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Old 09-17-2017, 10:56 AM   #10
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I think you meant 2% of $200,000 loaned for a short time.
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Old 09-17-2017, 11:39 AM   #11
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Don't worry about the IRS but do hope there is no medicare look back in the next 5 years, there will be some explaining to do, best to have the loan documented.
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Old 09-17-2017, 11:46 AM   #12
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First off, the IRS won't even know since nothing is reported to them anywhere. This is not like bank interest, where the bank reports it, so taxpayers get caught for not claiming it.

Besides, any IRS agent would feel like a slimy heel wanting to pursue this, it would not be something to be proud about.

I once did something with a bank where I earned interest and should not have done the action (have to be vague here). The tax boys found out from the bank, and sent me a letter saying I owed $500 in taxes plus a fine. I appealed by writing back to them, explaining how I didn't know. How can we as taxpayers know all the hundred thousands of rules they have? and it was a one time thing.

They closed the case with no fine and no taxes.
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Old 09-17-2017, 11:56 AM   #13
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First off, the IRS won't even know since nothing is reported to them anywhere. This is not like bank interest, where the bank reports it, so taxpayers get caught for not claiming it.
Sorry, but that is not true. When she sold her house, there is a 1099S to report the sale.
Also, there is a thing called "imputed interest"
The tax code expects you to charge a certain amount of interest for a loan and even if you don't, you can be taxed as if you did. The IRS refers to this as "imputed interest."
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Old 09-17-2017, 12:08 PM   #14
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Sorry, but that is not true. When she sold her house, there is a 1099S to report the sale.
Also, there is a thing called "imputed interest"
The tax code expects you to charge a certain amount of interest for a loan and even if you don't, you can be taxed as if you did. The IRS refers to this as "imputed interest."
See, this is the crazy rules of taxes, so when I lend a work buddy $5.00 for lunch I should report this to the IRS so I can pay his "imputed interest" tax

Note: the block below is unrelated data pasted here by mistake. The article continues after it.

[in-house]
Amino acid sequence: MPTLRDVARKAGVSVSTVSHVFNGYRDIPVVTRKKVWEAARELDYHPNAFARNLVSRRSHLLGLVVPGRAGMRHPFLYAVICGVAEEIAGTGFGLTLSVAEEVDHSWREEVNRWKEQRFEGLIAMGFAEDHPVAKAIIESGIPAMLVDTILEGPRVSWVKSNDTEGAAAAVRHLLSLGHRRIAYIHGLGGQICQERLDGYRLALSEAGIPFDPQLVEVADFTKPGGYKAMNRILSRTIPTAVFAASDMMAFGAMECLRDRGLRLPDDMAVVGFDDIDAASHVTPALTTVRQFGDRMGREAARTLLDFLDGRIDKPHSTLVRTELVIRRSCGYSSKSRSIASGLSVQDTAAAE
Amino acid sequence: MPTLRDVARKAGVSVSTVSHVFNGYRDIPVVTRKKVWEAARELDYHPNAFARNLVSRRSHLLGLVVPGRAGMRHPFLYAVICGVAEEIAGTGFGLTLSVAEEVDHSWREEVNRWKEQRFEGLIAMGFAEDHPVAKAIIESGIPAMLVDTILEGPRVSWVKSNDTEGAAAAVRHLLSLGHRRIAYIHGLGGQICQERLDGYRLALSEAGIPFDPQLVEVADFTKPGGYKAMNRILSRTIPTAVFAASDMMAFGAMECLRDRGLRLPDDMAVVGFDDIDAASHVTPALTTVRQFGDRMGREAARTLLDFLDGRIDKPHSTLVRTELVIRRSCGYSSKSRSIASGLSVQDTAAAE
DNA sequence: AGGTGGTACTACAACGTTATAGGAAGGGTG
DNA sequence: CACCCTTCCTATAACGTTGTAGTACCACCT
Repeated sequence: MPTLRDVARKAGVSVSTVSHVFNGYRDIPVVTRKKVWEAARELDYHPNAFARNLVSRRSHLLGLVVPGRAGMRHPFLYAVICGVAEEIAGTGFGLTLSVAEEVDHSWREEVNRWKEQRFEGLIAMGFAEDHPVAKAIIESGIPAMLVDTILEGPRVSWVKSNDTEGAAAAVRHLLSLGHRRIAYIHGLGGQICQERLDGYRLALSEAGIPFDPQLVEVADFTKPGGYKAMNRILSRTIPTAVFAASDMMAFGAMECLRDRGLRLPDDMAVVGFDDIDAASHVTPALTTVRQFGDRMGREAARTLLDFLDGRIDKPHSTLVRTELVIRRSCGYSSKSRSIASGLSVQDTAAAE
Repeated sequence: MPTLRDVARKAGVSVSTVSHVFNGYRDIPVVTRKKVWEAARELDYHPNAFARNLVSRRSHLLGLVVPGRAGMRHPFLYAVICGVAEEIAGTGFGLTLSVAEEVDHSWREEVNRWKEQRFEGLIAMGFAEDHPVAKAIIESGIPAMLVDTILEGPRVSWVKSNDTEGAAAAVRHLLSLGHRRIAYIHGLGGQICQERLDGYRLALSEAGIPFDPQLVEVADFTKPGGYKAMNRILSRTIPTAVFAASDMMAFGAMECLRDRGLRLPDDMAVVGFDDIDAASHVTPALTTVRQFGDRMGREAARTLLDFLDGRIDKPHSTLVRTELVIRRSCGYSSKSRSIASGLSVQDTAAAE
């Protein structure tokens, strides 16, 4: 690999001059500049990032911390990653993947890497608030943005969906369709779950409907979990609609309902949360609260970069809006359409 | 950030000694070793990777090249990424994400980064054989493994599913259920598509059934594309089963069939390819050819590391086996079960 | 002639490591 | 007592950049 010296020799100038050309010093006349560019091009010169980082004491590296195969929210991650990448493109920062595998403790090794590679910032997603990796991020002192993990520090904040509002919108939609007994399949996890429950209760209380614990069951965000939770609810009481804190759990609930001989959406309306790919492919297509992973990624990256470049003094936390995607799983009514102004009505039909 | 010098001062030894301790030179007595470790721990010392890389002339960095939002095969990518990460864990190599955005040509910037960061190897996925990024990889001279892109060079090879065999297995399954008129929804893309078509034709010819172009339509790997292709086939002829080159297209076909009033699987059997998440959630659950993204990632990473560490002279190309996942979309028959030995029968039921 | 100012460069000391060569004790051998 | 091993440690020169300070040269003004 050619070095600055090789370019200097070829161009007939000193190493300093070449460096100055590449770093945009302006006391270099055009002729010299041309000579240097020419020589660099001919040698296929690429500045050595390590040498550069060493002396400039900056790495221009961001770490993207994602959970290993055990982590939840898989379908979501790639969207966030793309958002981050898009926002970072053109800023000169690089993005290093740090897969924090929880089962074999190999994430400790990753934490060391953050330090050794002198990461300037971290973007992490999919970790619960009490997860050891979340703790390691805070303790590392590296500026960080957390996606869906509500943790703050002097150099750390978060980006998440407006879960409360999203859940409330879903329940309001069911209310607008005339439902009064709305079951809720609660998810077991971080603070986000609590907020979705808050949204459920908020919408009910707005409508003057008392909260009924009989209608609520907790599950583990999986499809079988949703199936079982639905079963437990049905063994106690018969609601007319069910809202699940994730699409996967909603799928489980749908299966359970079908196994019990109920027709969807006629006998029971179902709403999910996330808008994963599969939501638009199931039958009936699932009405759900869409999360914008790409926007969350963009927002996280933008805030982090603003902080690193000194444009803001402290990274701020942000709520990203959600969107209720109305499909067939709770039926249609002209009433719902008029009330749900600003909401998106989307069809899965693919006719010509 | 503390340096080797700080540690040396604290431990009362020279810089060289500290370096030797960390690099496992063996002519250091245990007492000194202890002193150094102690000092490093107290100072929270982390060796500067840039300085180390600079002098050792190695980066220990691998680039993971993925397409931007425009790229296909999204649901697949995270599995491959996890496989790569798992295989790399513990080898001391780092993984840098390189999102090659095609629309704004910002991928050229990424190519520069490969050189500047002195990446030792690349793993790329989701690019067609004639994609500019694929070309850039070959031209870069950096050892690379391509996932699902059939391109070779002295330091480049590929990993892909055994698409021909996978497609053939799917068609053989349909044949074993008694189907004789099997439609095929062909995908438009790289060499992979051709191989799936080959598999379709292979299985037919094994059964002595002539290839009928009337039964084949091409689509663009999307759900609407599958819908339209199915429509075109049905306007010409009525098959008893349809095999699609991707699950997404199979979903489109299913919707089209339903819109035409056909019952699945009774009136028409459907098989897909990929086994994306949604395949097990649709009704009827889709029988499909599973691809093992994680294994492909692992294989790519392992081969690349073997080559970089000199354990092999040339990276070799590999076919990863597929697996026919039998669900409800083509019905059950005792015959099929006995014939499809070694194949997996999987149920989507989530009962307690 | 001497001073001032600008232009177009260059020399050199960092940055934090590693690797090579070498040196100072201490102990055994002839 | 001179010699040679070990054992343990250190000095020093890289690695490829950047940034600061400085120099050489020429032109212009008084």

1099S only wants to know the amount of the sale, who sold it, and has nothing about what you do with the money from the sale.
https://www.irs.gov/pub/irs-pdf/f1099s.pdf

Since it was her house, she would have a tax exemption from the sale and even if she owed taxes on the sale, it had nothing to do with the bridge loan her dear SIL provided.
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Old 09-17-2017, 12:47 PM   #15
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See, this is the crazy rules of taxes, so when I lend a work buddy $5.00 for lunch I should report this to the IRS so I can pay his "imputed interest" tax

1099S only wants to know the amount of the sale, who sold it, and has nothing about what you do with the money from the sale.
https://www.irs.gov/pub/irs-pdf/f1099s.pdf

Since it was her house, she would have a tax exemption from the sale and even if she owed taxes on the sale, it had nothing to do with the bridge loan her dear SIL provided.
I agree, that the loan will not show up anywhere. But, whether she has an exemption or not, the IRS cross checks the 1099S against her SS no and her tax return.
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Old 09-17-2017, 12:58 PM   #16
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Yes, so the IRS will see that she sold her house and reported the sale on her tax return, calculated any gain and paid whatever tax was due. The IRS has no way of knowing that she borrowed $200k from the OP to buy another house before she sold the house that she reported the sale on.

While I agree that the parties should have imputed interest on the $200k loan the reality is the amount would be minor (rate for loans up to 3 years a year ago was less than 0.6%).... at worst the IRS would say the OP had $1,200 of income that they should have reported and paid taxes on.... so what's the big deal?
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Old 09-17-2017, 02:26 PM   #17
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What a pleasure to read the body of a thread with the words "loan to relative" in the title, that has a happy ending: money loaned, money returned. I had all kinds of premonitions of a family torn asunder before I opened the thread! We need to see more of these.

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Old 09-17-2017, 02:56 PM   #18
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We need to see more of these.
My BIL paid back a loan once. You could have knocked me over with a feather.
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Old 09-18-2017, 07:46 AM   #19
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Ahh...refreshing. Thanks, braumeister :-)

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Old 09-18-2017, 09:10 AM   #20
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What a pleasure to read the body of a thread with the words "loan to relative" in the title, that has a happy ending: money loaned, money returned. I had all kinds of premonitions of a family torn asunder before I opened the thread! We need to see more of these.

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+1
I had the same thoughts, another loan to relative problem... Nice to hear good news